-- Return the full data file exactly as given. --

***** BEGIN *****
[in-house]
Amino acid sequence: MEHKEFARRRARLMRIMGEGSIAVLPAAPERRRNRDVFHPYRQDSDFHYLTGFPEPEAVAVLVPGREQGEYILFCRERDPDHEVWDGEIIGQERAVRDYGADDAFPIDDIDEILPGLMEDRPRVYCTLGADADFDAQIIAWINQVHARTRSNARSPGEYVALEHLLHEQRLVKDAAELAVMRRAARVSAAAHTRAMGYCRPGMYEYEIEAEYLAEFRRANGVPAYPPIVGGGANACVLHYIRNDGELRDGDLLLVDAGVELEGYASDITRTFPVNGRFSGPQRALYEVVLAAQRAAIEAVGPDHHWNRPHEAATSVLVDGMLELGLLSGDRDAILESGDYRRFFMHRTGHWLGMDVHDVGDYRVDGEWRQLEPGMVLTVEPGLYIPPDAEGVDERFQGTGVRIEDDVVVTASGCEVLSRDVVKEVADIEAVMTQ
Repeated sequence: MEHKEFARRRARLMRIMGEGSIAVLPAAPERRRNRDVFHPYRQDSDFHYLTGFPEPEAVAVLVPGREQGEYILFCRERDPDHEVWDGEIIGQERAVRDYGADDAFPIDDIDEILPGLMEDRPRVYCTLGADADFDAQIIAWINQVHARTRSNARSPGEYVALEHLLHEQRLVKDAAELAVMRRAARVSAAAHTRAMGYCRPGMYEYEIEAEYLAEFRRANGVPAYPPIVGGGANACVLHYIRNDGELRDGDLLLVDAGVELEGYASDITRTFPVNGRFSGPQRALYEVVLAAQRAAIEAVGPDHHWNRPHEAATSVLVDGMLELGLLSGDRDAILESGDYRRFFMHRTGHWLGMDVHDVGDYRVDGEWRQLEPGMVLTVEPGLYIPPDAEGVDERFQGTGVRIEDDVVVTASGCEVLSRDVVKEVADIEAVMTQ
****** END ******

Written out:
[in-house]
Amino acid sequence: MEHKEFARRRARLMRIMGEGSIAVLPAAPERRRNRDVFHPYRQDSDFHYLTGFPEPEAVAVLVPGREQGEYILFCRERDPDHEVWDGEIIGQERAVRDYGADDAFPIDDIDEILPGLMEDRPRVYCTLGADADFDAQIIAWINQVHARTRSNARSPGEYVALEHLLHEQRLVKDAAELAVMRRAARVSAAAHTRAMGYCRPGMYEYEIEAEYLAEFRRANGVPAYPPIVGGGANACVLHYIRNDGELRDGDLLLVDAGVELEGYASDITRTFPVNGRFSGPQRALYEVVLAAQRAAIEAVGPDHHWNRPHEAATSVLVDGMLELGLLSGDRDAILESGDYRRFFMHRTGHWLGMDVHDVGDYRVDGEWRQLEPGMVLTVEPGLYIPPDAEGVDERFQGTGVRIEDDVVVTASGCEVLSRDVVKEVADIEAVMTQ
Repeated sequence: MEHKEFARRRARLMRIMGEGSIAVLPAAPERRRNRDVFHPYRQDSDFHYLTGFPEPEAVAVLVPGREQGEYILFCRERDPDHEVWDGEIIGQERAVRDYGADDAFPIDDIDEILPGLMEDRPRVYCTLGADADFDAQIIAWINQVHARTRSNARSPGEYVALEHLLHEQRLVKDAAELAVMRRAARVSAAAHTRAMGYCRPGMYEYEIEAEYLAEFRRANGVPAYPPIVGGGANACVLHYIRNDGELRDGDLLLVDAGVELEGYASDITRTFPVNGRFSGPQRALYEVVLAAQRAAIEAVGPDHHWNRPHEAATSVLVDGMLELGLLSGDRDAILESGDYRRFFMHRTGHWLGMDVHDVGDYRVDGEWRQLEPGMVLTVEPGLYIPPDAEGVDERFQGTGVRIEDDVVVTASGCEVLSRDVVKEVADIEAVMTQ